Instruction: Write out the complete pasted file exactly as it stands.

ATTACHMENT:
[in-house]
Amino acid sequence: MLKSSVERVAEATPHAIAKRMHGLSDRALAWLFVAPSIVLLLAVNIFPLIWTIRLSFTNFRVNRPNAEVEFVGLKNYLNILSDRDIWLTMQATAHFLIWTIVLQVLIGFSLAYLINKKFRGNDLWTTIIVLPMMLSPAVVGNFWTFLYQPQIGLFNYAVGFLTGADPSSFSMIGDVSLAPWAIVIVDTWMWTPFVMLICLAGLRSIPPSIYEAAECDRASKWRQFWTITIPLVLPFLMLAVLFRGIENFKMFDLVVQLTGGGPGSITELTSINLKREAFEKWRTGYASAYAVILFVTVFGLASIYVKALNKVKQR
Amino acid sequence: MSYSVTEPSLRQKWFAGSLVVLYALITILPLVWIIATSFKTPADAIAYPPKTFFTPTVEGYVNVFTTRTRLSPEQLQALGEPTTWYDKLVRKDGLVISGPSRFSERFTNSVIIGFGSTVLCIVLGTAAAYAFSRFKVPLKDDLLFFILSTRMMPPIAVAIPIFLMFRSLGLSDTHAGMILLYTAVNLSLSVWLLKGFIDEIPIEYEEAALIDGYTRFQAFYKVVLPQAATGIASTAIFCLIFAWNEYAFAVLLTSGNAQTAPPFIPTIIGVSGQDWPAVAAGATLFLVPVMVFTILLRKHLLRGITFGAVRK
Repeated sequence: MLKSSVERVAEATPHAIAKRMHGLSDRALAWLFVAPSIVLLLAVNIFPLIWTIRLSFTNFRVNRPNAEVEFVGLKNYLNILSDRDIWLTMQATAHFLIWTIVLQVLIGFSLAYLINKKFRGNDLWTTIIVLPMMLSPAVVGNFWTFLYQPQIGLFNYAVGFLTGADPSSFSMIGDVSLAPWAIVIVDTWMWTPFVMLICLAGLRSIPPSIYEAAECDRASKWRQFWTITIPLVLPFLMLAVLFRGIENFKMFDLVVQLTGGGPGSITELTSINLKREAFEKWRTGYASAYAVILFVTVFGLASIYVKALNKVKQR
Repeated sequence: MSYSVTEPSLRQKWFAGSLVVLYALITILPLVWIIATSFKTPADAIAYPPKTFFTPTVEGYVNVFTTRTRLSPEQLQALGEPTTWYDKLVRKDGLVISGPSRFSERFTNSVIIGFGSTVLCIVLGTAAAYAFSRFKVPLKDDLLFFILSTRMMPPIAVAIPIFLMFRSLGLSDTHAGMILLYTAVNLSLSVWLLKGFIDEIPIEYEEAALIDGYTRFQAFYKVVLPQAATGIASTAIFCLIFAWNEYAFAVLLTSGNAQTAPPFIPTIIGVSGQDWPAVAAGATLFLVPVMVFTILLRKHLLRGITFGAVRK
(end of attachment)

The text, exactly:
[in-house]
Amino acid sequence: MLKSSVERVAEATPHAIAKRMHGLSDRALAWLFVAPSIVLLLAVNIFPLIWTIRLSFTNFRVNRPNAEVEFVGLKNYLNILSDRDIWLTMQATAHFLIWTIVLQVLIGFSLAYLINKKFRGNDLWTTIIVLPMMLSPAVVGNFWTFLYQPQIGLFNYAVGFLTGADPSSFSMIGDVSLAPWAIVIVDTWMWTPFVMLICLAGLRSIPPSIYEAAECDRASKWRQFWTITIPLVLPFLMLAVLFRGIENFKMFDLVVQLTGGGPGSITELTSINLKREAFEKWRTGYASAYAVILFVTVFGLASIYVKALNKVKQR
Amino acid sequence: MSYSVTEPSLRQKWFAGSLVVLYALITILPLVWIIATSFKTPADAIAYPPKTFFTPTVEGYVNVFTTRTRLSPEQLQALGEPTTWYDKLVRKDGLVISGPSRFSERFTNSVIIGFGSTVLCIVLGTAAAYAFSRFKVPLKDDLLFFILSTRMMPPIAVAIPIFLMFRSLGLSDTHAGMILLYTAVNLSLSVWLLKGFIDEIPIEYEEAALIDGYTRFQAFYKVVLPQAATGIASTAIFCLIFAWNEYAFAVLLTSGNAQTAPPFIPTIIGVSGQDWPAVAAGATLFLVPVMVFTILLRKHLLRGITFGAVRK
Repeated sequence: MLKSSVERVAEATPHAIAKRMHGLSDRALAWLFVAPSIVLLLAVNIFPLIWTIRLSFTNFRVNRPNAEVEFVGLKNYLNILSDRDIWLTMQATAHFLIWTIVLQVLIGFSLAYLINKKFRGNDLWTTIIVLPMMLSPAVVGNFWTFLYQPQIGLFNYAVGFLTGADPSSFSMIGDVSLAPWAIVIVDTWMWTPFVMLICLAGLRSIPPSIYEAAECDRASKWRQFWTITIPLVLPFLMLAVLFRGIENFKMFDLVVQLTGGGPGSITELTSINLKREAFEKWRTGYASAYAVILFVTVFGLASIYVKALNKVKQR
Repeated sequence: MSYSVTEPSLRQKWFAGSLVVLYALITILPLVWIIATSFKTPADAIAYPPKTFFTPTVEGYVNVFTTRTRLSPEQLQALGEPTTWYDKLVRKDGLVISGPSRFSERFTNSVIIGFGSTVLCIVLGTAAAYAFSRFKVPLKDDLLFFILSTRMMPPIAVAIPIFLMFRSLGLSDTHAGMILLYTAVNLSLSVWLLKGFIDEIPIEYEEAALIDGYTRFQAFYKVVLPQAATGIASTAIFCLIFAWNEYAFAVLLTSGNAQTAPPFIPTIIGVSGQDWPAVAAGATLFLVPVMVFTILLRKHLLRGITFGAVRK